Berlin (dpa) - The auto industry sticks to its no to a general speed limit on highways. The attitude is unchanged, said a spokesman for the Association of the Automotive Industry (VDA) of the German Press Agency.
He referred to a communication from the end of December. At that time, the VDA had declared that the debate about a general rigid speed limit on German motorways was “not helpful”. The managing director of the General German Bicycle Club (ADFC), Burkhard Stork, told the dpa: «For us, safety is the top priority in traffic. So far, maximum speed has been a priority - it doesn't work together. »
The discussion had picked up speed again because the ADAC is "no longer fundamentally" against a speed limit, as the ADAC Vice President Traffic, Gerhard Hillebrand, told the German Press Agency. With a good 21 million members, the ADAC is the largest automobile club in Germany.
"The discussion about the introduction of a general speed limit on motorways is emotionally conducted and polarized among the members," said Hillebrand. "That is why the ADAC is currently not stipulating the question." Objectification is urgently required. The effects of a speed limit should be urgently clarified in a comprehensive study. "This would provide a reliable basis for decision-making."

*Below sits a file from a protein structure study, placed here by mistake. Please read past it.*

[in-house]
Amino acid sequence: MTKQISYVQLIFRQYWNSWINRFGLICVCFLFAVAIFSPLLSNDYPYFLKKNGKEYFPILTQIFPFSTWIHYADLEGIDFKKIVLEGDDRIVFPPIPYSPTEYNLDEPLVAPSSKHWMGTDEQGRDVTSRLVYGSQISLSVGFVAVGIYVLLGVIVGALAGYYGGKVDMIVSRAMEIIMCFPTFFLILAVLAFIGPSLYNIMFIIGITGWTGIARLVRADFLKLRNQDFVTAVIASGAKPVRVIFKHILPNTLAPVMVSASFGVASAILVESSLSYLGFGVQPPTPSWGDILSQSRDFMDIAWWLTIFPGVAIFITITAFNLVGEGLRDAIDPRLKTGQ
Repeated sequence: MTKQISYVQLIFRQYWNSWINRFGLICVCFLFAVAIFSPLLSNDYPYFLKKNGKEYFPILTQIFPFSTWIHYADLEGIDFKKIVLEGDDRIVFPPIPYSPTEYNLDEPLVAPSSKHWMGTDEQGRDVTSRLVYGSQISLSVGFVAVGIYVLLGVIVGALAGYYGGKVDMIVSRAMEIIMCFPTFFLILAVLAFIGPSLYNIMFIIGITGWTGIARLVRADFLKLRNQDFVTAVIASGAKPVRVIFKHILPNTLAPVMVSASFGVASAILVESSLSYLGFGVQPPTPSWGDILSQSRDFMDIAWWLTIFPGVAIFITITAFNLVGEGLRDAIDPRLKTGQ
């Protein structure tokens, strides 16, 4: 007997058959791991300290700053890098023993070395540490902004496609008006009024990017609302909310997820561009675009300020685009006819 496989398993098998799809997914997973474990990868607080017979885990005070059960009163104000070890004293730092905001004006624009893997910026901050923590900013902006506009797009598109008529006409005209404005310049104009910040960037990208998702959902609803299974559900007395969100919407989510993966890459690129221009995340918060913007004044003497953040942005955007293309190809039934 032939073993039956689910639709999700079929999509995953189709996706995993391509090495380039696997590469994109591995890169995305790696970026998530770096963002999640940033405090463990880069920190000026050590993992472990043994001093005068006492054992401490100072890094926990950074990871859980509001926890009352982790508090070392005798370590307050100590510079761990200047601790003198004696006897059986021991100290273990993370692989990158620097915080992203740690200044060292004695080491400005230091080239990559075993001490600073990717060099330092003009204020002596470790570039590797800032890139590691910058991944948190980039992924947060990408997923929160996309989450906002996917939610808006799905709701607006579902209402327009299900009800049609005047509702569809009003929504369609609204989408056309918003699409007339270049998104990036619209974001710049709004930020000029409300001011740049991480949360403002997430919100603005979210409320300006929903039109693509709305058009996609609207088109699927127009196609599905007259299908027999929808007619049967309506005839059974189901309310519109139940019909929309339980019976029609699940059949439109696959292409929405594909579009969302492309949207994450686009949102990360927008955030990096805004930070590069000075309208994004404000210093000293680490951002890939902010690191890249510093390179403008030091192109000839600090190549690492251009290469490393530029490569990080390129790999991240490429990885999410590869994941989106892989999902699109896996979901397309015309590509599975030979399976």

In the VDA's view, a general speed limit on highways does not help the environment or safety. The end of December statement said that a significant portion of the highways already included speed limits. In addition, German motorways are the safest roads. Also in terms of climate policy, a rigid speed limit on motorways brings next to nothing.
ADFC general manager Stork, on the other hand, said: “Tempo 130 on highways can be part of a cultural change that we urgently need in Germany. It's good that the ADAC has recognized that there are more and more people who want this cultural change. »
A speed limit is controversial in the black-red coalition. The SPD is in favor, the Union largely against it. Transport Minister Andreas Scheuer (CSU) had told dpa before Christmas: "We have far more outstanding tasks than putting this highly emotional issue over and over again in the shop window - for which there are no majorities."